Thursday, April 9, 2015

Gene Gene the wishing machine.

In an opinion piece in Thursday's Inquirer titled "Math supports modernization of liquor sales."Representative Gene DiGirolamo (R-Bucks) demonstrates how much he enjoys the taste of the UFCW kool-aid, supporting his bill for "modernization" of the State Store System. He decries the "hype" surrounding his bill; there is none, but he's clearly trying to generate some. His main aim is to keep the State Stores open by any means necessary, because he's strongly anti-alcohol, and just as strongly pro-union ...and pro-union campaign support.
Gene and his bestest buddy, UFCW prez Wendell W. Young IV
Representative DiGirolamo -- Gene -- offers his piece as a discussion. "Some critics have questioned these projections, and I welcome the debate - provided it is an honest and transparent discussion that extends beyond sound bites." 

Okay Gene; let's go to the math, with an appetizer of economics first. The basis of any "honest and transparent discussion" is that the PLCB is a legal monopoly -- so any sales or "profit" increases have much less to do with the service, selection, convenience, or pricing being offered than with the fact that the citizens can't go anywhere else legally. As prices increase and population increases, sales will increase; that doesn't mean the monopoly is doing a good job, or satisfying the consumer.

On to the math. DiGirolamo says that there have been great increases in LCB "profits" over the past five years, but FY 2010 itself was horrid. Operating income was down almost 32% from the year before and was the lowest since well before 1999.  In fact, looking at operating income over the past 15 years, it declined in 8 of those 15 years (including last year) on a year to year basis and the long term rate of growth of the past 15 years is only 3.3% annually. Since inflation over that same 15 year period was 37.5% (2.14% annual compound rate for 2000-2014) the real dollar growth was only 1.16% annualized and that is nothing to brag about.

Getting down to the details of your "proposal", we can see that most of it is built -- appropriately enough -- on moonshine. Here's the specific proposals Gene makes, and the monies he projects that they will reap.
  • Allowing more LCB stores to open on Sundays (currently only 25 percent can) and expanding the hours of operation on Sundays. Projected annual profit: $22.5 million.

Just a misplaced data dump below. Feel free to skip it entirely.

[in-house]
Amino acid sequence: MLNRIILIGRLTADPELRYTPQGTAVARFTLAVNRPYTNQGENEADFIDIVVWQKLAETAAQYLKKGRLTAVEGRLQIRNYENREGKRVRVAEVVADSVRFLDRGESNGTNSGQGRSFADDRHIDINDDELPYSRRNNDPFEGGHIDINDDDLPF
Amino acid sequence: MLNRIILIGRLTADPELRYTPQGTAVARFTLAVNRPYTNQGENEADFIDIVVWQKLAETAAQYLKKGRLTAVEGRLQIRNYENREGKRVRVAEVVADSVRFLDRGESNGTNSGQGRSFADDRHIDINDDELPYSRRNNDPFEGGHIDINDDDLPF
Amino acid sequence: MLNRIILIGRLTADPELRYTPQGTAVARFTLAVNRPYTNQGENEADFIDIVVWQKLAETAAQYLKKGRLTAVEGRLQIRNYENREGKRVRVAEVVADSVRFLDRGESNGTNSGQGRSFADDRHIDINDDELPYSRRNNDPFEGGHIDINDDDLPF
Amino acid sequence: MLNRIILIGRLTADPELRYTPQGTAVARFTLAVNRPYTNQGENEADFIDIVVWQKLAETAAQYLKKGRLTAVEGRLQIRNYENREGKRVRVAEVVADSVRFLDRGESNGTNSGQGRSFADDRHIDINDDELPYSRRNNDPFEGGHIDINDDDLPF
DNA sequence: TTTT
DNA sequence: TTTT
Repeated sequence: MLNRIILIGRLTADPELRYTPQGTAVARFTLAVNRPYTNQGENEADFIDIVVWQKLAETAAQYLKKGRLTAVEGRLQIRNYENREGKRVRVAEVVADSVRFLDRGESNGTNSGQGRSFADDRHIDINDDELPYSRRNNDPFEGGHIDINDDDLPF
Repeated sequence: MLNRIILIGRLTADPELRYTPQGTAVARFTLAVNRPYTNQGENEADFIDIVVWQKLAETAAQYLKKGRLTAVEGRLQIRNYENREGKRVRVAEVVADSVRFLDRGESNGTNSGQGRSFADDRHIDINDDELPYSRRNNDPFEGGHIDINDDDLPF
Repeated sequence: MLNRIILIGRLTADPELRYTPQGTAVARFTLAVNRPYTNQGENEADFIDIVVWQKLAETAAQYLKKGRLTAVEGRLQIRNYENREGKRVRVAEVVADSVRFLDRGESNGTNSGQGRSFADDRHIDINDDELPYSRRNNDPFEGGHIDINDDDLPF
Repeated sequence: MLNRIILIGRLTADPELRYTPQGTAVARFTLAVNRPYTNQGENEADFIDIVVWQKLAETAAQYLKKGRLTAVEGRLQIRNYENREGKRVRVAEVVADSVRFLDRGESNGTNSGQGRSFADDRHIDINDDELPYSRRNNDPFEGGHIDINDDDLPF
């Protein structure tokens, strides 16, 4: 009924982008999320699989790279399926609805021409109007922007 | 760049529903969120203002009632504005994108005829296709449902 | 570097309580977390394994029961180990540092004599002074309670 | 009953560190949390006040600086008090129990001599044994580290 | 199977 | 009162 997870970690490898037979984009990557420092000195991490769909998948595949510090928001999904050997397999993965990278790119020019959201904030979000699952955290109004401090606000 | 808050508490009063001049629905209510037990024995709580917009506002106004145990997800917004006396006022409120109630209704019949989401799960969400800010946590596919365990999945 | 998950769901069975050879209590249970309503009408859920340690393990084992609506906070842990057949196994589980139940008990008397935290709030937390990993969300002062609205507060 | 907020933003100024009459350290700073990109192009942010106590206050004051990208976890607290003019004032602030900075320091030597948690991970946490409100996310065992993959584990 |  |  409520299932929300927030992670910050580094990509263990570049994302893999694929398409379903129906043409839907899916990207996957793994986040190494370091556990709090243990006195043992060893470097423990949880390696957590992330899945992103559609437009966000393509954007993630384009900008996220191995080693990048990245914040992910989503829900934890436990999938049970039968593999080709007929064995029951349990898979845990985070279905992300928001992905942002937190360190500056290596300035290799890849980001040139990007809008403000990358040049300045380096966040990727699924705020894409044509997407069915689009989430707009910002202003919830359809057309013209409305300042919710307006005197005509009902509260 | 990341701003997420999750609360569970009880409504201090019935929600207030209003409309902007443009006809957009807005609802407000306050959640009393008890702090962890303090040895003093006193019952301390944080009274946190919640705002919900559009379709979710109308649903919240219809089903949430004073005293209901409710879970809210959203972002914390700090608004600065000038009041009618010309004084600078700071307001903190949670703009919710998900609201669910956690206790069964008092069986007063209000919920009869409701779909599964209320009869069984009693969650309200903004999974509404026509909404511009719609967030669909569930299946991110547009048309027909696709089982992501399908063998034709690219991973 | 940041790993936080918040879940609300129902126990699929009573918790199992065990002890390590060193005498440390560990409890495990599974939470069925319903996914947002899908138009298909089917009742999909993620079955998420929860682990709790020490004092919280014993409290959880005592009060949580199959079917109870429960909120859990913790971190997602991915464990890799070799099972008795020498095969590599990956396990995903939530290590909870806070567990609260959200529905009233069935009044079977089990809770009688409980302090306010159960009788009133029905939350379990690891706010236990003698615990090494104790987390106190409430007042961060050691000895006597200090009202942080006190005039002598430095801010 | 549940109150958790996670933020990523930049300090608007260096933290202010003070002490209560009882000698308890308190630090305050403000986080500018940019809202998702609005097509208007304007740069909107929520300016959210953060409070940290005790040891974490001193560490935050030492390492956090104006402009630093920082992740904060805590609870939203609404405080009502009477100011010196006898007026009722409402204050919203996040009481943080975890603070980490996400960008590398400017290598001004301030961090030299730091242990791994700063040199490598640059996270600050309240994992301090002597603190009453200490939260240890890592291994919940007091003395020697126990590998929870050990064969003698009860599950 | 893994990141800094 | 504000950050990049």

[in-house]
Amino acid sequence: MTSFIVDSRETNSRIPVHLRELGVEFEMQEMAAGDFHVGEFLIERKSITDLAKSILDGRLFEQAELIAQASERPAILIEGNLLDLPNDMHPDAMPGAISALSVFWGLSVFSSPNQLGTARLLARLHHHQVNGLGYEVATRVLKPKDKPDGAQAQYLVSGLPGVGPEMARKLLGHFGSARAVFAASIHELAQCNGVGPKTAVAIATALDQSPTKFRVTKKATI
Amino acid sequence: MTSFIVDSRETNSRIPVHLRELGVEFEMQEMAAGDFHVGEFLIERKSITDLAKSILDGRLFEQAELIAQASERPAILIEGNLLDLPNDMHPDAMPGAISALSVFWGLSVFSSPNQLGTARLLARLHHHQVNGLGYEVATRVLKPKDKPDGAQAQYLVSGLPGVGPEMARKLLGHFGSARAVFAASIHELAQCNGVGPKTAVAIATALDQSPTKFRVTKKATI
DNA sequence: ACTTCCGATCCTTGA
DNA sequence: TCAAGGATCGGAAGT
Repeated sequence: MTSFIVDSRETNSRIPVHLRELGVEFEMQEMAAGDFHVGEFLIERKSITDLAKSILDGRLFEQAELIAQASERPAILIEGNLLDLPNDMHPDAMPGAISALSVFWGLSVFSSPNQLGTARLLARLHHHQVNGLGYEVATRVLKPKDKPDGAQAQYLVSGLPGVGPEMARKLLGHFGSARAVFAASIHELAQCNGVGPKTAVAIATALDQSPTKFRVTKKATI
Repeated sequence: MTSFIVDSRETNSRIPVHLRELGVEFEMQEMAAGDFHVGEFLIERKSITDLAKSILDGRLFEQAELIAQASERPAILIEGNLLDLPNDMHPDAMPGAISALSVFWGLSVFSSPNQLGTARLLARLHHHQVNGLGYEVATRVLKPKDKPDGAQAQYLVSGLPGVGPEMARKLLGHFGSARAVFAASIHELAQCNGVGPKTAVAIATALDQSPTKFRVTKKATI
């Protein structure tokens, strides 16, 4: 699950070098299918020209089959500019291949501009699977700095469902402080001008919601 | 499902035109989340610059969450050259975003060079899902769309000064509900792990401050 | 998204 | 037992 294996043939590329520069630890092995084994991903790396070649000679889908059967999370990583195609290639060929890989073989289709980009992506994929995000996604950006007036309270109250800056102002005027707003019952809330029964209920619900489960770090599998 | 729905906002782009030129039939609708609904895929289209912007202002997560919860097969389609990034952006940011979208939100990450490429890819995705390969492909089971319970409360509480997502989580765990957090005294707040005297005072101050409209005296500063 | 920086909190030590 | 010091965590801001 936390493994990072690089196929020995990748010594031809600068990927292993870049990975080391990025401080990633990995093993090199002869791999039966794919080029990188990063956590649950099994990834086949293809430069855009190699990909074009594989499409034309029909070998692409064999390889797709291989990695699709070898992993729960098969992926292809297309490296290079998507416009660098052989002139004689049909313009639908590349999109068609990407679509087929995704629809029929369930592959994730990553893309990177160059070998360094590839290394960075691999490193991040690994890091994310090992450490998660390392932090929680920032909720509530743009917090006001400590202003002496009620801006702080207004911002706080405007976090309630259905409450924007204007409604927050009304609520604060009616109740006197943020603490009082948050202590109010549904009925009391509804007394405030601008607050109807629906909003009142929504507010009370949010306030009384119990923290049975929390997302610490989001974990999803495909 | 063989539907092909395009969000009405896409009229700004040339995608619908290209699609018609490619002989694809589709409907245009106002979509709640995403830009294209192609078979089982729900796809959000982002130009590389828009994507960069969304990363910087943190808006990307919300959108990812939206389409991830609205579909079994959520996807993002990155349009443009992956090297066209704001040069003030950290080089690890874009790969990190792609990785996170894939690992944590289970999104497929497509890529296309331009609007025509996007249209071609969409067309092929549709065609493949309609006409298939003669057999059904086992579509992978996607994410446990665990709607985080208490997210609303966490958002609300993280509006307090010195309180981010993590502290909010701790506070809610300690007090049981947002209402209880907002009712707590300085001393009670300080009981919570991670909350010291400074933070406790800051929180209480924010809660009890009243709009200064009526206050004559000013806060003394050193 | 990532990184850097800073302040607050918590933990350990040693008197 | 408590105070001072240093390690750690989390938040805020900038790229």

To get an additional $22.5 million in profit means gross sales have to increase - using Gene's numbers of 6.92% profit margin - $325 million above what they currently are on Sundays, without taking sales away from any other day. This would somehow happen even though the PLCB said they would only be looking to open an additional 140-160 stores on Sunday, bringing the total to still less than half of the 605 stores they have open now. And the ones that are open on Sundays now are already the busiest ones. This seems far-fetched, if not outright misrepresentation.
  • Allowing the LCB to locate more stores inside or next to grocery stores, beer distributors, and other high-traffic areas. Projected annual profit: $25 million.
The "store in a store" program has been authorized for 40 years and in place since 1981; no further authorization is needed. Less than 20 stores are taking part (fewer than were willing to take on a wine kiosk), so the odds of that somehow greatly increasing aren't good (even less for it happening quickly, since the standard lease is for 10 years). Putting stores near grocery stores should have been a no-brainer for the last 80 years, a prime example of how the PLCB has failed the consumer all this time. Gene claims this will somehow increase profit by another $25 million on top of the claims for Sunday sales. That requires another $361 million increase in sales to get there. Gene, you said you wanted to keep the State Stores to control liquor sales; looks like you want to increase them! Total sales increase needed for "modernization" to work: $691 million.
  • Giving the LCB more flexibility in pricing, which would allow the agency to more quickly change prices to reflect market demand. Projected annual profit: $75 million